The spike in COVID-19 cases in Spokane County will delay the return of in-person Spokane City Council meetings at least several weeks.
The Spokane City Council had eyed Aug. 16 for a return to in-person meetings.
Council members agreed Thursday to push back the potential in-person reopening until at least Sept. 17, citing the recent surge in COVID-19 cases in Spokane County caused by the delta variant.
“The last two days have kind of shaken me in terms of public health, and the last thing I want to do is be a part of spreading this disease to people,” said City Council President Breean Beggs.
Although many empathized with citizens who prefer to attend in person, council members offered varying opinions on whether they felt safe holding such meetings and whether members of the public should be forced to wear masks regardless of whether they have been vaccinated.
The council asked the Spokane Regional Health District for guidance this week.
Citing Centers for Disease Control and Prevention guidance, interim Spokane County Health Officer Dr. Frank Velazquez wrote in an email to Beggs on Thursday that all council members and attendees should wear masks, “especially since physical distancing and capacity restrictions are no longer in place.”
Velazquez also participated in Thursday’s council meeting and described the rapid transmissibility of the delta variant compared to its predecessors. In addition to reported new cases, he said the number of hospitalizations and people requiring intensive care has risen, almost entirely among the unvaccinated. They are “the highest numbers that we have seen since about February of this year, just to give you some perspective,” he said.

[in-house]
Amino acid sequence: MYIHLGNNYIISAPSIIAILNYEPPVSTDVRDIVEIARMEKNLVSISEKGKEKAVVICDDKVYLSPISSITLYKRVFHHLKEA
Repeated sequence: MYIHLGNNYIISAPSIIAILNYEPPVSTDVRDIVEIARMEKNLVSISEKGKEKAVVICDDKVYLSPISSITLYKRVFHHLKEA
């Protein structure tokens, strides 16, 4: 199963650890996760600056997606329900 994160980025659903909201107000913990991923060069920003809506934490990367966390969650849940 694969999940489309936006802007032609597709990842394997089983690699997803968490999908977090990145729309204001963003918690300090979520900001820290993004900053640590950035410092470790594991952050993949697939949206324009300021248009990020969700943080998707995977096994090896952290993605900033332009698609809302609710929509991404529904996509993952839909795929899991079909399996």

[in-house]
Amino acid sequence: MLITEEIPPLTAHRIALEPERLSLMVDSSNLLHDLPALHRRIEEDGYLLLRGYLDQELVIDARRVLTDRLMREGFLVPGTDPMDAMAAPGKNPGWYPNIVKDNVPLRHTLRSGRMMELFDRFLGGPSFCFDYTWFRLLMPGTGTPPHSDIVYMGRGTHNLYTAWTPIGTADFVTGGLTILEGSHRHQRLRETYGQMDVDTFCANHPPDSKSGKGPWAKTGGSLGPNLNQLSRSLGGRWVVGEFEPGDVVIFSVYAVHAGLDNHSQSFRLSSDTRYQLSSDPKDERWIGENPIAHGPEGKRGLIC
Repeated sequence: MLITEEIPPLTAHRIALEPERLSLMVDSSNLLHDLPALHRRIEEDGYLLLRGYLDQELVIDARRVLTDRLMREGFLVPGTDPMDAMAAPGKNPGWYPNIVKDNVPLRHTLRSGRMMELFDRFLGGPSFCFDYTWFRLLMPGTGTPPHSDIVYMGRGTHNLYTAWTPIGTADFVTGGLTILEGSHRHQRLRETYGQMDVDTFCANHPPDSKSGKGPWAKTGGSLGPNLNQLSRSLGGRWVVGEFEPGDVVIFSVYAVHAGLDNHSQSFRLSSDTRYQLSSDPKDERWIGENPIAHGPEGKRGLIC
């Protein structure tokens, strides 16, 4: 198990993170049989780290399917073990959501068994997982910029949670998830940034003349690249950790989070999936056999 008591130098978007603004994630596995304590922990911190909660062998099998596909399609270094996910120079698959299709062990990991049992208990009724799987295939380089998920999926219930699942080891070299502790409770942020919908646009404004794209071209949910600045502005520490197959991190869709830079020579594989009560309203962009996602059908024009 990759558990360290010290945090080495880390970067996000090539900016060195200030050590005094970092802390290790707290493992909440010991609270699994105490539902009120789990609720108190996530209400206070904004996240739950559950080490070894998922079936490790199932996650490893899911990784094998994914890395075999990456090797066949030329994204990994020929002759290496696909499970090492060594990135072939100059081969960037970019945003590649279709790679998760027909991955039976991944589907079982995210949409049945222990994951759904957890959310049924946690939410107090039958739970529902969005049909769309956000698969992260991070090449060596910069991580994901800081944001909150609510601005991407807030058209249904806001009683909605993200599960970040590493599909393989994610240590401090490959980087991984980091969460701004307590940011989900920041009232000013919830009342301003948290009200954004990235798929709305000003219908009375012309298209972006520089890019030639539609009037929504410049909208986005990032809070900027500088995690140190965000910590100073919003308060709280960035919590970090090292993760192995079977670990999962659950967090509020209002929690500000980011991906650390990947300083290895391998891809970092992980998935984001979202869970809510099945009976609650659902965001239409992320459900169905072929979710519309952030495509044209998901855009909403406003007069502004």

With those trends in mind, Councilwoman Kate Burke said she’s heading back into quarantine.
“I’m just not interested in having in-person meetings and doing all this stuff like it’s gone away,” Burke said.
Instead of requiring everyone to wear a mask regardless of vaccination status, Councilman Michael Cathcart suggested the city could dip into its American Rescue Plan funds to purchase KN95 masks, which offer a higher level of protection than the alternatives, for those who wish to use one.
“Then we can still lead by example and show that if you’re vaccinated, you don’t have to comply with a lot of these rules,” Cathcart said.
Councilwoman Lori Kinnear said she would not be comfortable on the dais in front of an unmasked audience, while Councilwoman Karen Stratton said a security plan should be in place should a person refuse to don one.
City Hall reopened to employees last week, but the council can set its own rules for its meetings. The city is not requiring its vaccinated employees to wear a mask, but Beggs said he would ask the administration to revise that policy to align with new CDC recommendations.
Previously, the council had faced a conundrum because it did not have the technology to allow City Council members to participate in an in-person meeting remotely through WebEx. That issue has been resolved, Beggs said.
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